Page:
And somewhere men are laughing, and somewhere children shout,
But there is no joy in Mudville—mighty Casey has struck out.30
RUSSELL FRANK’s baseball career began in the New York City suburbs, where he was a Mickey Mantle worshiper and a no-field, no-hit second baseman/right fielder for Milk Maid Ice Cream, a Peewee League team. It ended 25 years later in Sonora, California, with Live Theatre, a slow-pitch softball team. While playing third base, he failed to get his glove up fast enough to catch a line drive, which caught him below his left eye, breaking the zygomatic arch. Asked by a concerned teammate if he knew his own name, the prostrate Frank said, “Well, it isn’t Brooks Robinson.” He has since retreated to the safety of the Pennsylvania State University’s Department of Journalism. And yes, he’s still a Yankees fan.
1 Mudville’s Win Probability (WP) was 36.7% at game time.
2 A home team coming up in the bottom of the 9th trailing by two runs has a Win Expectancy (WE) rate of 7.92%.
3 Cooney’s slash line (batting average/on-base average/slugging average) was .272/.360/.361.
5 With two outs, Mudville’s WE had fallen to 1.34%.
7 Casey’s Win Probability Added (WPA) mark for the season stood at 1.31.
10 Flynn was also said to be a hoodoo, that is, a bringer of bad luck.
11 Blake was also thought to be a cake, that is, an easy out.
12 Flynn attained a maximum speed of 20.4 mph running from home to first.
13 Blake’s drive had an exit velocity off the bat of 99.5 mph, a launch angle of 15.4 degrees and a maximum height of 30.9 feet.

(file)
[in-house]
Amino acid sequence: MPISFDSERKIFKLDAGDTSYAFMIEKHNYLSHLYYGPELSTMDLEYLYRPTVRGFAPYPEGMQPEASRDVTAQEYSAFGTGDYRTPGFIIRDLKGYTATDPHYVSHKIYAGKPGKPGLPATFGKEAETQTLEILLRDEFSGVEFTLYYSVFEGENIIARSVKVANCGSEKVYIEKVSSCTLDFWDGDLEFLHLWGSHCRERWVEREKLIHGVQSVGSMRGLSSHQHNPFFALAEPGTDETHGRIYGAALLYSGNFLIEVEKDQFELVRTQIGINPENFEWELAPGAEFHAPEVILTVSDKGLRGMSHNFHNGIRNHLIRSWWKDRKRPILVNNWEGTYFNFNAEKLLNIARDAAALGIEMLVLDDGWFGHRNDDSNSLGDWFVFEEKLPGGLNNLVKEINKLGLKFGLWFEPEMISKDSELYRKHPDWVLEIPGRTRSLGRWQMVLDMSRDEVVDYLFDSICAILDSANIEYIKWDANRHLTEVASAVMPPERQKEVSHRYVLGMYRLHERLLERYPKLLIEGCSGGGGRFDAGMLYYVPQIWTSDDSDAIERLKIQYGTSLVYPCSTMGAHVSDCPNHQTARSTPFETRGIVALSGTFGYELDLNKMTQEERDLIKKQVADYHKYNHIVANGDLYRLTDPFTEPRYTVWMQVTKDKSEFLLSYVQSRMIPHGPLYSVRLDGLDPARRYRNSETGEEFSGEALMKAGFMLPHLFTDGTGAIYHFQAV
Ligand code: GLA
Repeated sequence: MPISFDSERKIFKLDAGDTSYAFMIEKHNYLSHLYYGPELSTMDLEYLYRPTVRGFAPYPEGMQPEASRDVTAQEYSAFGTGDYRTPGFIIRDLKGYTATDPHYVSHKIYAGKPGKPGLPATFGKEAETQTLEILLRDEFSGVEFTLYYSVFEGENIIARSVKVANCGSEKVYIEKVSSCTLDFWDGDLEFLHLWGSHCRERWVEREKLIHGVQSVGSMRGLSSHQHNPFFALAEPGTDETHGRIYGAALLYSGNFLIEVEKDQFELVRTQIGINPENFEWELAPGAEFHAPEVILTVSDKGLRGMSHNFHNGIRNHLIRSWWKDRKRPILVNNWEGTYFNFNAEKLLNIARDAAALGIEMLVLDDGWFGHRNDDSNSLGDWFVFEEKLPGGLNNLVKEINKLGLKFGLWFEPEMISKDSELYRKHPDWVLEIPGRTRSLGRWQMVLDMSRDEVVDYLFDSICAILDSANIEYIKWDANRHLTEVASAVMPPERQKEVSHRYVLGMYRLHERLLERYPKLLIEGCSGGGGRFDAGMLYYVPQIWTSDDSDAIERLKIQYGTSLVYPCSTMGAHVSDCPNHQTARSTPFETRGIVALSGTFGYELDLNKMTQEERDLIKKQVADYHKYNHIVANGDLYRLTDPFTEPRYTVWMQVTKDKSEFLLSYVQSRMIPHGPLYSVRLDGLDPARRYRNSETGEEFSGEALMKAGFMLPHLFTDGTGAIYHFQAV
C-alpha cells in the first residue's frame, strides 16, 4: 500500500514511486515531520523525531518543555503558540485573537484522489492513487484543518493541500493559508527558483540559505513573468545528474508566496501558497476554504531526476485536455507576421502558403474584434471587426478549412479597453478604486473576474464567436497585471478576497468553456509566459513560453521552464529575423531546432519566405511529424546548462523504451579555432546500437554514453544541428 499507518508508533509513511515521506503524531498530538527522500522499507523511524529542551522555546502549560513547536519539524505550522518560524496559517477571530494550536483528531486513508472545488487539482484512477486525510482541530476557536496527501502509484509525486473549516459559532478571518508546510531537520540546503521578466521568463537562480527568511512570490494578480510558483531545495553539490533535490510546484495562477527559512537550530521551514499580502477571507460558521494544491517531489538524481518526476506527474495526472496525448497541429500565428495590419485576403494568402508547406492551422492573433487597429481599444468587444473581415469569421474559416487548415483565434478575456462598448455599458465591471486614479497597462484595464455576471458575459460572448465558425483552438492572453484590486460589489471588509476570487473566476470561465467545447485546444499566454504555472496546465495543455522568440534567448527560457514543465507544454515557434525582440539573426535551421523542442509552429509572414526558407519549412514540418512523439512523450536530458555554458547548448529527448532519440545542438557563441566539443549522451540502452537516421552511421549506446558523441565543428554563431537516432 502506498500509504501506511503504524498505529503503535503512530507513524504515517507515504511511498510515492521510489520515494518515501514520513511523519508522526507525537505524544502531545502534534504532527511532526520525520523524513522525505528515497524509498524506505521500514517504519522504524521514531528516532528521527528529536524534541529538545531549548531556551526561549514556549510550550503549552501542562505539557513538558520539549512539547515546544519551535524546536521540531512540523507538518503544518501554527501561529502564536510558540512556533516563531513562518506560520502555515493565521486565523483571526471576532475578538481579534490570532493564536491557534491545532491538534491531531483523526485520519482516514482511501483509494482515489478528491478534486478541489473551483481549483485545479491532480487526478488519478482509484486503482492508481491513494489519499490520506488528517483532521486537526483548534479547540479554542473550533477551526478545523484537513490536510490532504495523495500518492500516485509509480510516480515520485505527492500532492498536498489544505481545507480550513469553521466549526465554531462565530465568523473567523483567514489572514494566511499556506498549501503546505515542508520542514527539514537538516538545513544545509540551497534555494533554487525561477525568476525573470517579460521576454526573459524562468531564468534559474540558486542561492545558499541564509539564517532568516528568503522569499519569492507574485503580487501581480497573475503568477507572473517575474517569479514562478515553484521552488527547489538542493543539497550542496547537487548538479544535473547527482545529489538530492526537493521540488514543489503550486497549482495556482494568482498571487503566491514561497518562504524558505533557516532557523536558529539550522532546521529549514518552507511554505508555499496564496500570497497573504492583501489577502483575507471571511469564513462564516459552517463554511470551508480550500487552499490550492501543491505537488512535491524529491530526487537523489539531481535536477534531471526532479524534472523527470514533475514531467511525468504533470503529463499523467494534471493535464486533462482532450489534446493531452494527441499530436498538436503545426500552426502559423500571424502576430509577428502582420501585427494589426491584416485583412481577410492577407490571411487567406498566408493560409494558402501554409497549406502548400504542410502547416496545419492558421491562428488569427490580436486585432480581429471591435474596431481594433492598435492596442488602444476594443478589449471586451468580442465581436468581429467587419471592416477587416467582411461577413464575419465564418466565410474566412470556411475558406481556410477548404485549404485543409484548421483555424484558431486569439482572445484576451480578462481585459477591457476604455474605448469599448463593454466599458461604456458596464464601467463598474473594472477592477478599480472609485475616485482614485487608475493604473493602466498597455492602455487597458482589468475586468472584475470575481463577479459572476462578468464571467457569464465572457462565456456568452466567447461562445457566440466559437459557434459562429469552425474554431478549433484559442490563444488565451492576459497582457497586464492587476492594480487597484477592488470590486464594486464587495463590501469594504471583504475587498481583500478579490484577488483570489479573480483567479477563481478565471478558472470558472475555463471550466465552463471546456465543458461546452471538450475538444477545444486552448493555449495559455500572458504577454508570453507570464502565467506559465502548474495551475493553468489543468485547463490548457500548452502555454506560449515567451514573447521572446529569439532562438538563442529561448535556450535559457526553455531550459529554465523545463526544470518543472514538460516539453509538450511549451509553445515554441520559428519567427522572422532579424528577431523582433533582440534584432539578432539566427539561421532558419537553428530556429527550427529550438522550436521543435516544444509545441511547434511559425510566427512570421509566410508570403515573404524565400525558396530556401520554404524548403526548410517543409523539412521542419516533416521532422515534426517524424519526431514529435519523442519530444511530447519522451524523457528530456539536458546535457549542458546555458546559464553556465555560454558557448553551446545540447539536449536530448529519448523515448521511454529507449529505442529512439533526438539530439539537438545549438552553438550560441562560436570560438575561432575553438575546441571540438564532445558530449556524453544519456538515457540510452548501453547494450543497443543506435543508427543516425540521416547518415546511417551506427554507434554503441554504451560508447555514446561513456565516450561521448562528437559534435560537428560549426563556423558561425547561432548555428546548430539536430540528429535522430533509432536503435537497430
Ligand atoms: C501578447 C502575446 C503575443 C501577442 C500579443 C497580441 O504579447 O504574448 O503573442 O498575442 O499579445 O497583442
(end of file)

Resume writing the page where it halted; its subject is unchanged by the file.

14 Mudville’s WE had now risen to 14.13%.
15 Peak stadium crowd noise is typically 130 decibels (dBA).
16 Casey has a career slash line of .290/415/.552 with runners in scoring position (RISP).
17 Studies show that smiling relieves stress.
18 A metric that would quantify the sound of applauding tongues is “in development,” according to the Acoustical Society of America.
19 The pitcher achieved a 5.8-foot extension of his body toward home plate at the end of his delivery.
20 The Spin Rate of the pitch, a fastball, was 2,490 revolutions per minute (rpm). Its perceived velocity was 93.3 mph.
21 Casey swings at 65.1% of pitches inside the strike zone.
22 The only known case of umpicide occurred in 1899 in Lowndesboro, Alabama, when a player named Frank McCoy killed umpire Samuel Powell when Powell ruled his home run a foul ball. The call was not reviewable.
23 Extension, 6.5 feet; Spin Rate, 2345 rpm; Perceived Pitch Velocity, 94.5 mph.
24 The average player’s batting average with a two-strike count is .160.
25 The average temperature of the human cheek is 32C.
26 Casey’s bat was a 34-inch, 31-ounce Louisville Slugger.
27 Mudville resident Grace Satterley, rocking on her front porch 1.37 miles from the ballpark, reported feeling the breeze from Casey’s swing.
28 The Mudville forecast called for gloomy skies with a 46% chance of depressing afternoon showers.
29 The lower end of the weight range for a human heart is about 8 ounces.
30 As a result of Casey’s whiff, Mudville dropped below Youngstown, Ohio, as the unhappiest place in America in the latest Gallup-Healthways Well-Being Index.